Rejected as a myth, a 60-foot rogue wave swells in British Columbia


According to a new study, the 58-foot-high giant swell that crashed off British Columbia, Canada in November 2020 was identified as the largest “huge” wave ever recorded.

Scientists say the rogue waves that hit off the coast of Vancouver Island reached almost the same height as a four-story building. The characteristics of the waves are explained in detail in a study published on February 2. Journal Scientific Reports..

Illegal wave Is an unusually large swell that occurs in the open ocean and grows more than twice as high as other nearby waves. These unpredictable and seemingly random events are sometimes referred to as “freak” or “killer” waves, and little is known about how they are formed.

Johannes Gemmrich, a research scientist and lead author of the study at the University of Victoria, said the 2020 event was “the most extreme rogue wave ever recorded” in proportion to the surrounding waves. Said.

“There are very few fraudulent waves observed directly in the high seas, and nothing of this size,” he said. Said in a statement.. “The probability of this happening is once every 1300.”

Video simulation of Marine Labs buoys and mooring during record rogue waves recorded off the coast of Yucuretto, British Columbia.  (Courtesy of MarineLabs Data Systems)

Video simulation of Marine Labs buoys and mooring during record rogue waves recorded off the coast of Yucuretto, British Columbia. (Courtesy of MarineLabs Data Systems)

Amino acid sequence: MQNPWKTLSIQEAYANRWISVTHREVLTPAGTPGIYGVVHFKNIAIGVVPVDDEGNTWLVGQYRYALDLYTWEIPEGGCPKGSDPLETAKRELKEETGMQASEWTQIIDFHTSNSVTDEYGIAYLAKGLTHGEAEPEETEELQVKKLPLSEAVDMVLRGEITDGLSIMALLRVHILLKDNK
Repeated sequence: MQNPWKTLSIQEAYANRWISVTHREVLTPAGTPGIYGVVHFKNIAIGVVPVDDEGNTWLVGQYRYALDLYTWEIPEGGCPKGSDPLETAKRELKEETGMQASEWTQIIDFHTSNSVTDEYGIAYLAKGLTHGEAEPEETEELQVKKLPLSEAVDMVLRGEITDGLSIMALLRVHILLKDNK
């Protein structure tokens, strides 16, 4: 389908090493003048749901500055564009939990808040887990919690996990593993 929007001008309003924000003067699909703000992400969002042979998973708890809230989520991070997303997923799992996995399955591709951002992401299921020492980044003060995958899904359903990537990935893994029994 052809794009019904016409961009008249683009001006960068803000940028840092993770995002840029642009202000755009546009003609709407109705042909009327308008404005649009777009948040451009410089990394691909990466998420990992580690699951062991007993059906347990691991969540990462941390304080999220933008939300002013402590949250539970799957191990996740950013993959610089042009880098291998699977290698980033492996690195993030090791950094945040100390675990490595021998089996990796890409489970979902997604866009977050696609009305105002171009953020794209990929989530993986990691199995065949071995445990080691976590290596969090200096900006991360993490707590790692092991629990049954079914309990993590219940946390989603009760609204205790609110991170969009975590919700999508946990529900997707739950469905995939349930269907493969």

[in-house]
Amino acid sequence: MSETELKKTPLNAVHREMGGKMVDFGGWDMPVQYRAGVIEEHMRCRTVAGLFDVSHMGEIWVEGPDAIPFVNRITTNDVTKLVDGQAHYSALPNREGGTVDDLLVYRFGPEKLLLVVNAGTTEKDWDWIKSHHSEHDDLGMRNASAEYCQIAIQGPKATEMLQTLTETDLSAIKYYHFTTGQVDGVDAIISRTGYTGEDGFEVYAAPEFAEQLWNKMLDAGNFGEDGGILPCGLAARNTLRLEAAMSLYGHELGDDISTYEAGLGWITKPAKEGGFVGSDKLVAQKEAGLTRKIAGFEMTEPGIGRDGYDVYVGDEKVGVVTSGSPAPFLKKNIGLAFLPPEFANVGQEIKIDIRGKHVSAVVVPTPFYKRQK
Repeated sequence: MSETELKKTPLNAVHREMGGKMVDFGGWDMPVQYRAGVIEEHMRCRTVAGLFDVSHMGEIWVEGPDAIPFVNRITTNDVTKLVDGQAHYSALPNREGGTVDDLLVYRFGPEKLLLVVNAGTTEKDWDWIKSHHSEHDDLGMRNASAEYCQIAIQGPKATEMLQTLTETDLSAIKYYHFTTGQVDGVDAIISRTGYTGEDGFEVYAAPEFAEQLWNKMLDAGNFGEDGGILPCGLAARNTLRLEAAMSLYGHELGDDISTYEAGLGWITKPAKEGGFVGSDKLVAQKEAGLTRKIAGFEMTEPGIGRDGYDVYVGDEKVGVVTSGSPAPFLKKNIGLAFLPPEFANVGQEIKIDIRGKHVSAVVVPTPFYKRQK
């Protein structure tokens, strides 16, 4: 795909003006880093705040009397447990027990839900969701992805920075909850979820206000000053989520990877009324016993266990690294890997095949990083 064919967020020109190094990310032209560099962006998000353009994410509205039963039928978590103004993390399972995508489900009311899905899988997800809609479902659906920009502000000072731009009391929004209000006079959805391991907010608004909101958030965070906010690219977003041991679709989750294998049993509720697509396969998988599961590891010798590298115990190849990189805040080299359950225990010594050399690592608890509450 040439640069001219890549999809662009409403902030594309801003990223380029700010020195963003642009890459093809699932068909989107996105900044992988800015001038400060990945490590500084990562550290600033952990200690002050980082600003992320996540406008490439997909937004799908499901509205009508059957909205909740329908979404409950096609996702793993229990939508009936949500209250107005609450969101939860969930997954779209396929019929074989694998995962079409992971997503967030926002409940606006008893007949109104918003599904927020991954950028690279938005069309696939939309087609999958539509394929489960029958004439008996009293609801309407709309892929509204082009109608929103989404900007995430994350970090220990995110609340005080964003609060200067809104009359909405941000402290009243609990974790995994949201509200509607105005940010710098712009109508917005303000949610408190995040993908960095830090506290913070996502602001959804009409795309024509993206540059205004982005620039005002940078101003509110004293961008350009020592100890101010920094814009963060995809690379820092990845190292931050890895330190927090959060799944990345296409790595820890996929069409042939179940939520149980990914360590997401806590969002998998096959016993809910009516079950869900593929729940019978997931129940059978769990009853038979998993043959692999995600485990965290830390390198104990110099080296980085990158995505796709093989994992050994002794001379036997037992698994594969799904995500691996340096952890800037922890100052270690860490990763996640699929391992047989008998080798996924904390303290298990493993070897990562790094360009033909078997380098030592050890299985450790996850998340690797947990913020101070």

The huge swell was picked up by a buoy sensor on the west coast of Vancouver Island, just over four miles from Yucuretto.

For centuries, fraudulent waves were considered a nautical myth, but were rejected because of exaggerated explanations created by high seas sailors. However, in recent decades, scientists have been able to confirm the existence of fraudulent waves, which are still difficult to observe and measure.

The first recorded fraudulent wave occurred off the coast of Norway in 1995. Known as the “Drapner Wave,” the event reached a height of nearly 84 feet, twice as large as the surrounding waves. The 1995 rogue waves were generally taller than those measured off the coast of Yucuret, but the record-breaking 2020 event was nearly three times as large as the other waves around it, researchers said. Et al. Said.

Studying fraudulent waves may help scientists better understand the forces behind them and their potential effects, and ocean sensors around North America, including those recording Ucluelet waves. Said Scott Beatty, CEO of Marine Labs, a research firm that operates the buoy network.

“The unpredictability of rogue waves and the strength of these” water walls “can be extremely dangerous to marine activity and the general public,” he said in a statement. ..

Beatty added that being able to track and analyze these anomalous events helps improve maritime safety and protect coastal communities.

“The possibility of predicting rogue waves is an open issue, but our data better understand when, where, and how rogue waves are formed, and the risks they pose. Helps, “he said.

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